"Ladies and gentlemen, this is a difficult moment for America," he began.

Planes were falling from the sky, suicide hijackers guiding them into the nation's iconic public buildings, incinerating themselves and the planes' passengers and killing thousands. And no one knew how many airplanes there were.

Morell thought they ought to move Bush immediately. He started toward a Secret Service agent, but saw that the protection detail was ahead of him. They pointed him out of the building toward the motorcade. When the president's short statement was finished they were off at once to the airport.

Bad news kept on coming. A third plane, American Airlines Flight 77, hit the Pentagon while they were still speeding north on Route 41. Suddenly every tall building, every monument, every American landmark seemed in jeopardy. Where would the next one hit? There was nothing fanciful about the breadth of alarm in those first hours. But along with the fear, the attacks provoked something primal and self-protective. Just seventy-one minutes after the North Tower was hit, hundreds of miles west of New York City and high over Pennsylvania, the passengers aboard United Airlines Flight 93 hastily organized and attacked the men who had hijacked their plane. It crashed in a field just east of Pittsburgh, in Shanksville, Pennsylvania.

The reaction was sudden and national. The military scrambled fighters and secured its bases. Airports were closed, streets blocked, buildings vacated.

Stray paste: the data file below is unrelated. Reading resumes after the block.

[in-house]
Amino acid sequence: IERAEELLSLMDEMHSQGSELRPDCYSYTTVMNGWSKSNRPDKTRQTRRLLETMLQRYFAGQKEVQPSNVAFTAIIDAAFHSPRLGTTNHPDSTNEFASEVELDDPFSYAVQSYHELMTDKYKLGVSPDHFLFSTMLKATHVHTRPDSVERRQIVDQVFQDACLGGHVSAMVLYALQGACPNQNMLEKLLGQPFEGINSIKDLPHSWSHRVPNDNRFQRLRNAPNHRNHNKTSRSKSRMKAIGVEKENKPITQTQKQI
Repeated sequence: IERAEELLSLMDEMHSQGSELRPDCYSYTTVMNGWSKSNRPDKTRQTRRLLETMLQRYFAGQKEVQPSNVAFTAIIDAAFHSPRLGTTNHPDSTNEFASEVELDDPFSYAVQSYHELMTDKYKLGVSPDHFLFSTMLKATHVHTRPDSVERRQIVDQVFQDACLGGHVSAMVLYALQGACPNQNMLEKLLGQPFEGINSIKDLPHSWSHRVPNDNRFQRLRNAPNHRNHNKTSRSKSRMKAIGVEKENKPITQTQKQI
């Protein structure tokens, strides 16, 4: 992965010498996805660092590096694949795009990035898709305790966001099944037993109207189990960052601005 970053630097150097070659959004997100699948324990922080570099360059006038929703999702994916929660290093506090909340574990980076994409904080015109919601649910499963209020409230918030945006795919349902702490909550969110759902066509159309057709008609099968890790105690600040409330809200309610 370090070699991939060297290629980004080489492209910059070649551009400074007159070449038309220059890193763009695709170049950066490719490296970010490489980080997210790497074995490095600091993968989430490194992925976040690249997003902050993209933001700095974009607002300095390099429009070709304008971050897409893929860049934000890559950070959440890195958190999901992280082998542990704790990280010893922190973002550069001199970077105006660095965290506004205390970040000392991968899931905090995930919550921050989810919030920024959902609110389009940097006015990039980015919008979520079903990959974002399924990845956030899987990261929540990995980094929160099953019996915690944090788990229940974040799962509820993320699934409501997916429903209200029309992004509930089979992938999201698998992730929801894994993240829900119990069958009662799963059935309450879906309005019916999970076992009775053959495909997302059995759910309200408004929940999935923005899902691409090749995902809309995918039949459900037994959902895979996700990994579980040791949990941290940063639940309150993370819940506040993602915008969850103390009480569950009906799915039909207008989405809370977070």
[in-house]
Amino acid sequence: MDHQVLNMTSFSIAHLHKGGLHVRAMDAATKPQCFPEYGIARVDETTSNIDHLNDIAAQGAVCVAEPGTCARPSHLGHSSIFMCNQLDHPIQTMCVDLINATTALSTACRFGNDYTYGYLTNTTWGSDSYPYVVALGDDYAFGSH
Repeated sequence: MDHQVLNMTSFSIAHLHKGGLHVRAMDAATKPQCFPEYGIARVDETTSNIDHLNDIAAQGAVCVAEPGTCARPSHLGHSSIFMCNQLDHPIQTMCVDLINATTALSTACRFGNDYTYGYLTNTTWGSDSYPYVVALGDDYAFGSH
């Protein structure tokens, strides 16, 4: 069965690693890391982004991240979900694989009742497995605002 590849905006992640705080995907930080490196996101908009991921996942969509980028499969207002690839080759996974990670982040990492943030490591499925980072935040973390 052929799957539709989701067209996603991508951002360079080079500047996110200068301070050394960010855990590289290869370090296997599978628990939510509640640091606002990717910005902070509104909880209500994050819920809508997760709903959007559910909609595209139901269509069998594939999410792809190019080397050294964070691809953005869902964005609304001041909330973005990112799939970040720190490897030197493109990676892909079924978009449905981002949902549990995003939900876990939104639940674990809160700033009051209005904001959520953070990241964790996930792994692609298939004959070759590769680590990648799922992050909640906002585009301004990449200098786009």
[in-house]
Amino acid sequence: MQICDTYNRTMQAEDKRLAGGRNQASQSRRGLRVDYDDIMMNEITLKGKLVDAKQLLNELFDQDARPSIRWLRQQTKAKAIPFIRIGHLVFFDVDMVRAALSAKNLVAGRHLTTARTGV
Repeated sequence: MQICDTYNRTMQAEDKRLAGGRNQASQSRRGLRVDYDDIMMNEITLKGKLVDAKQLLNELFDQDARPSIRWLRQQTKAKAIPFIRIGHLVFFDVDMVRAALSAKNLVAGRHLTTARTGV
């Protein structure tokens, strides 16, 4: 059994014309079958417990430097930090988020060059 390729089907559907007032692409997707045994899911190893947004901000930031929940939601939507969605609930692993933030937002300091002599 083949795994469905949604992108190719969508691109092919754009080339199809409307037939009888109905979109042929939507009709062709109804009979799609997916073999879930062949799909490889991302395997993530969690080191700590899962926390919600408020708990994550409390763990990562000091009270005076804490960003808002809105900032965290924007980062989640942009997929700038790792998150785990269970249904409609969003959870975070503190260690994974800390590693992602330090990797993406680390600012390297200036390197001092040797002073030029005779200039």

In Chicago, when Obama realized that no one was going back into the Thompson Center anytime soon he walked to his car and made the short drive to his law office. The firm of Davis, Miner, Barnhill, and Galland was housed in a brick town house. They had a small conference room in the basement with a TV where the office staff gathered to watch the unfolding tragedy. Along with millions around the world, they saw men and women stranded on the upper floors of the Twin Towers, still alive, crowding at windowsills with flames behind them, waving desperately for help that could not reach them, trying to figure out what to do, some of them jumping to their deaths. Obama watched with the others as the towers fell, imagining the thousands trapped inside. They saw the smoke and flames rising from a demolished wall of the Pentagon.

In San Diego, Bill McRaven watched from a hospital bed in his home, where it was still very early in the morning. Even flat on his back, the Navy SEAL captain had a distinct military bearing. His tall body was lean and muscular. His buzz cut drew defiant attention to his jug ears, and the upper and lower halves of his face were slightly askew, which set his long jaw at a slight jutting angle that asserted resolve. Lately, Captain McRaven hadn't been doing much of anything beyond easing himself from hospital bed to wheelchair and back again. It was a humbling debility for someone so physical. He had been a track star at his high school in San Antonio, Texas, and had then joined the military. Like anyone in an elite special ops unit, he had spent his life pushing himself mentally and physically ... which catches up to most people. Two months earlier he'd had a terrifying parachute accident, free-falling 10,000 feet before colliding with the opened chute of another jumper. Violently spinning and only half-conscious, he had managed to pull his rip cord, saving his life, but with one leg tangled in the chute's cords and the other in its risers, the force of the opening chute had nearly torn him in two, cracking his pelvis, breaking his back, and tearing away muscle from his stomach wall. There weren't going to be any daring missions in his near future, and even if he managed to rehab out of the chair he would always be held together by plates and pins.